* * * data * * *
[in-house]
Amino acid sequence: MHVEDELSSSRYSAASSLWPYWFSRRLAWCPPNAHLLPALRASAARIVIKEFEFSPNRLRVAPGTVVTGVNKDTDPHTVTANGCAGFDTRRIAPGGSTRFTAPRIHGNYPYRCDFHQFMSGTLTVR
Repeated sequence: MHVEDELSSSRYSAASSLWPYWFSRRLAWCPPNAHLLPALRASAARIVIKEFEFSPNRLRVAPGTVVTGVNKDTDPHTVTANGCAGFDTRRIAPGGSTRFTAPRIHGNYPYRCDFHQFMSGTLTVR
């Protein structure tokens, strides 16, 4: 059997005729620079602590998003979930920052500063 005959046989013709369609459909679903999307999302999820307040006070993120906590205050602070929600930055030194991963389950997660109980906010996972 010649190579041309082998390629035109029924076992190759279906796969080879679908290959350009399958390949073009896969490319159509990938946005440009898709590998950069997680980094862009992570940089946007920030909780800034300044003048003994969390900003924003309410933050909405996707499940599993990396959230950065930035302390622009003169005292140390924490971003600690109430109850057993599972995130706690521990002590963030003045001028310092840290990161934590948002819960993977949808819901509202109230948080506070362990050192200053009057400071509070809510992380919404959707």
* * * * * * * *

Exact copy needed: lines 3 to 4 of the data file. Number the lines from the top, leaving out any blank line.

Repeated sequence: MHVEDELSSSRYSAASSLWPYWFSRRLAWCPPNAHLLPALRASAARIVIKEFEFSPNRLRVAPGTVVTGVNKDTDPHTVTANGCAGFDTRRIAPGGSTRFTAPRIHGNYPYRCDFHQFMSGTLTVR
């Protein structure tokens, strides 16, 4: 059997005729620079602590998003979930920052500063 005959046989013709369609459909679903999307999302999820307040006070993120906590205050602070929600930055030194991963389950997660109980906010996972 010649190579041309082998390629035109029924076992190759279906796969080879679908290959350009399958390949073009896969490319159509990938946005440009898709590998950069997680980094862009992570940089946007920030909780800034300044003048003994969390900003924003309410933050909405996707499940599993990396959230950065930035302390622009003169005292140390924490971003600690109430109850057993599972995130706690521990002590963030003045001028310092840290990161934590948002819960993977949808819901509202109230948080506070362990050192200053009057400071509070809510992380919404959707």